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          • #6
            All things being equal (noncancelable, guaranteed renewable, 3% COL, own specialty, residual disability, future purchase), should I just pick the cheapest plan I get out of the big 5/6 companies?

            Also: my job has an included group LTD policy that I can't opt out of and covers 60% of salary. Let's say I change jobs in a few years and need to use the future purchase option. Is my new premium based on the rates established at the time I purchase the plan (i.e. now) or are they re-calculated based on the rates at that time?

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            • #7
              Once you know what carrier is going to be including the best prices for your specialty, gender, benefit design, state of residency (now or future), then it does kind of come down to price since the carrier can't then change the pricing structure, fixed, step rated (1 time increase in year 5) or Graded (they should just call this annually increasing).  Keep in mind that every carrier has different pricing based on specialty and some carriers even split those prices with some better, some worse within a specialty.  An example would be a Radiologist vs. an Interventional Radiologist, some carriers charge a premium for the IR docs, others don't.  Just be sure to work with an agent that really understands the market as that can make a 15-20% price difference in some situations.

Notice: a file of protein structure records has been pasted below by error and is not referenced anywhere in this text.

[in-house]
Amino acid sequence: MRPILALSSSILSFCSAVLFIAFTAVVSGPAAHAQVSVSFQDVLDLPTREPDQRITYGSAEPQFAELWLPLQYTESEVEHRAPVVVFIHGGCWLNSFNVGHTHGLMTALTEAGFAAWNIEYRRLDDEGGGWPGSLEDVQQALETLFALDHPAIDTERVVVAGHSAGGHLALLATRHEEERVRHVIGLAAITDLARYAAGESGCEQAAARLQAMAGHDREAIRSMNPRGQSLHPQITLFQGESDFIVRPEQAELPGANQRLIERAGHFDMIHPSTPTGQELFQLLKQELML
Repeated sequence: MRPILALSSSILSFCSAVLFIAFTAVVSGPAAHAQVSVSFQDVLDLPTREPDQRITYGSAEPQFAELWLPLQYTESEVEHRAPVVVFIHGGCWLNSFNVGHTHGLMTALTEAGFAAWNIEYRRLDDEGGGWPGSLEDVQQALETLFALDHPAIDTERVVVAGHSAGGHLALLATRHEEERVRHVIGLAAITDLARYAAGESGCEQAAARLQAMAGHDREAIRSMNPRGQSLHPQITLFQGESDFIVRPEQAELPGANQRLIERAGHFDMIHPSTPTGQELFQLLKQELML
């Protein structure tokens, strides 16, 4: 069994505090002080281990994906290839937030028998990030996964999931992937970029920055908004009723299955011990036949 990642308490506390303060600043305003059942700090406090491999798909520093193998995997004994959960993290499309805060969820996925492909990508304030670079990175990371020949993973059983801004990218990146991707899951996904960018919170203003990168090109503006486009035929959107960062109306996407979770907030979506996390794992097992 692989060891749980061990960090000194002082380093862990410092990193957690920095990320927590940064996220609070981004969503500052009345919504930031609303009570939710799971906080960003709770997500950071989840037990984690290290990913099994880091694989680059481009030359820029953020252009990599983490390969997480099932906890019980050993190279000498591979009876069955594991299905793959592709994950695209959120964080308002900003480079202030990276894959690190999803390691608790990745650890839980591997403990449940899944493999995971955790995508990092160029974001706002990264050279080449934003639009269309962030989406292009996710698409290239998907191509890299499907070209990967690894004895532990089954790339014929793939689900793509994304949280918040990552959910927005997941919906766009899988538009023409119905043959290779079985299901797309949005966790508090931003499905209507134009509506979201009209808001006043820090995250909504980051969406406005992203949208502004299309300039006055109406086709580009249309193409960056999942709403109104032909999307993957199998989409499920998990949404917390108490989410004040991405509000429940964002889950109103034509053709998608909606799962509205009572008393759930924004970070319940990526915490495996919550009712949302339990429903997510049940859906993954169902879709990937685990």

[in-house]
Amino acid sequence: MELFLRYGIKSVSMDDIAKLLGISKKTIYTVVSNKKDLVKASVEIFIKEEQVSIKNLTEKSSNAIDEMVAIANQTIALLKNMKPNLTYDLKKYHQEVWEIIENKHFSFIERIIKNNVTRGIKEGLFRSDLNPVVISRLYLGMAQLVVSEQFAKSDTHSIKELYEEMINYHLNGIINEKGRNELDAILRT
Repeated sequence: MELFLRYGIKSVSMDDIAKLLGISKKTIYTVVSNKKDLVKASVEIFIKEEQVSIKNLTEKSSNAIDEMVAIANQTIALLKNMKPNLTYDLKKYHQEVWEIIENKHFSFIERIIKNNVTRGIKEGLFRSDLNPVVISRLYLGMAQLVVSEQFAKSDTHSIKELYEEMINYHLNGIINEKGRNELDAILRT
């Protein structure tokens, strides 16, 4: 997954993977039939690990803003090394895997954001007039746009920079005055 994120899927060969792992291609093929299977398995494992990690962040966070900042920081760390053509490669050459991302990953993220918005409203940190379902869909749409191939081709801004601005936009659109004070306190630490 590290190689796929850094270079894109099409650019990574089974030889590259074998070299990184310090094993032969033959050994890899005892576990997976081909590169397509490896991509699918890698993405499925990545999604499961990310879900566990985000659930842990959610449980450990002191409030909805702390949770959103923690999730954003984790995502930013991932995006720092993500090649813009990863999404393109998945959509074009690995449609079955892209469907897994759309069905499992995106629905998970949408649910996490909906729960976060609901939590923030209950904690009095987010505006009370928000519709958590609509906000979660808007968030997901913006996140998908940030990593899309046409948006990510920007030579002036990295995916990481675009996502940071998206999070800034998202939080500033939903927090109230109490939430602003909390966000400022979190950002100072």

If we can be of further help please let us know.
              Scott Nelson-Archer, CLU, ChFC
              303-953-0263 Direct / [email protected]

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              • #8


                An example would be a Radiologist vs. an International Radiologist, some carriers charge a premium for the IR docs, others don’t
                Click to expand...


                Interventional?
                Working to protect good doctors from bad advisors. Fox & Co CPAs, Fox & Co Wealth Mgmt. 270-247-6087

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                • #9
                  Dang Auto correct....Joanna, thanks for the heads up!
                  Scott Nelson-Archer, CLU, ChFC
                  303-953-0263 Direct / [email protected]

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                  • #10




                    I’m a fellow and on the verge of graduation. The real world is fast approaching which was a big motivation for me to finally start educating myself about personal finance which I had been putting off for a long time. This site and the book have been super helpful!

                    A recurring suggestion I’ve seen is to buy disability insurance early in residency, since that is when it’s the cheapest plus the most useful. I unfortunately did not know about this and still don’t have disability insurance other than what is provided by the training program. But since I’ll be graduating in just a few weeks, does it make a big difference whether I buy it now versus when I start my attending job?
                    Click to expand...


                    What state are you in now and where will you be practicing?